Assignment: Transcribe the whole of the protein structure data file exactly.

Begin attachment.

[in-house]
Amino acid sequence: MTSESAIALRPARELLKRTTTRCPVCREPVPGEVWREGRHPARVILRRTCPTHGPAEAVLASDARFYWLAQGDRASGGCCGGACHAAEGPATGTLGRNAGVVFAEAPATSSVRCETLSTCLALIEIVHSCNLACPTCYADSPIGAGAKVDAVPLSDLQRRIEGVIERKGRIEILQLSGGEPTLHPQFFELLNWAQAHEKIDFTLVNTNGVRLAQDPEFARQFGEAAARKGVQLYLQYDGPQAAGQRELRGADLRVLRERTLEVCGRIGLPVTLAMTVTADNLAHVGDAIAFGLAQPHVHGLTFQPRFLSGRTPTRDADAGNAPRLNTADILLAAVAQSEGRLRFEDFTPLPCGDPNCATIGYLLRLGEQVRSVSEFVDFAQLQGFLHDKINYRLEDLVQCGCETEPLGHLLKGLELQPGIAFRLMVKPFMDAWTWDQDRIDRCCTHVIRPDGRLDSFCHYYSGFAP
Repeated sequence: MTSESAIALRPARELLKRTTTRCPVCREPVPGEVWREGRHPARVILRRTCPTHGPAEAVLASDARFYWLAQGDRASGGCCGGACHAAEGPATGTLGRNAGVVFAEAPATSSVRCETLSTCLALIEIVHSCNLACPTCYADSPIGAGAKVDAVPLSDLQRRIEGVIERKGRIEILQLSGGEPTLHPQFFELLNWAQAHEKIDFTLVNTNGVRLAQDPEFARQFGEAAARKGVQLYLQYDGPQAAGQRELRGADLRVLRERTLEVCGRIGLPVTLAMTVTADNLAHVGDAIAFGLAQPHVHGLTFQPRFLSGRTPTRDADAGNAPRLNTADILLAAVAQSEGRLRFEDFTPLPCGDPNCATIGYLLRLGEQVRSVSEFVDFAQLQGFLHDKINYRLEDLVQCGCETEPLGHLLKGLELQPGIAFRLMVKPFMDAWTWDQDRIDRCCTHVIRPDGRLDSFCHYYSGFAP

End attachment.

[in-house]
Amino acid sequence: MTSESAIALRPARELLKRTTTRCPVCREPVPGEVWREGRHPARVILRRTCPTHGPAEAVLASDARFYWLAQGDRASGGCCGGACHAAEGPATGTLGRNAGVVFAEAPATSSVRCETLSTCLALIEIVHSCNLACPTCYADSPIGAGAKVDAVPLSDLQRRIEGVIERKGRIEILQLSGGEPTLHPQFFELLNWAQAHEKIDFTLVNTNGVRLAQDPEFARQFGEAAARKGVQLYLQYDGPQAAGQRELRGADLRVLRERTLEVCGRIGLPVTLAMTVTADNLAHVGDAIAFGLAQPHVHGLTFQPRFLSGRTPTRDADAGNAPRLNTADILLAAVAQSEGRLRFEDFTPLPCGDPNCATIGYLLRLGEQVRSVSEFVDFAQLQGFLHDKINYRLEDLVQCGCETEPLGHLLKGLELQPGIAFRLMVKPFMDAWTWDQDRIDRCCTHVIRPDGRLDSFCHYYSGFAP
Repeated sequence: MTSESAIALRPARELLKRTTTRCPVCREPVPGEVWREGRHPARVILRRTCPTHGPAEAVLASDARFYWLAQGDRASGGCCGGACHAAEGPATGTLGRNAGVVFAEAPATSSVRCETLSTCLALIEIVHSCNLACPTCYADSPIGAGAKVDAVPLSDLQRRIEGVIERKGRIEILQLSGGEPTLHPQFFELLNWAQAHEKIDFTLVNTNGVRLAQDPEFARQFGEAAARKGVQLYLQYDGPQAAGQRELRGADLRVLRERTLEVCGRIGLPVTLAMTVTADNLAHVGDAIAFGLAQPHVHGLTFQPRFLSGRTPTRDADAGNAPRLNTADILLAAVAQSEGRLRFEDFTPLPCGDPNCATIGYLLRLGEQVRSVSEFVDFAQLQGFLHDKINYRLEDLVQCGCETEPLGHLLKGLELQPGIAFRLMVKPFMDAWTWDQDRIDRCCTHVIRPDGRLDSFCHYYSGFAP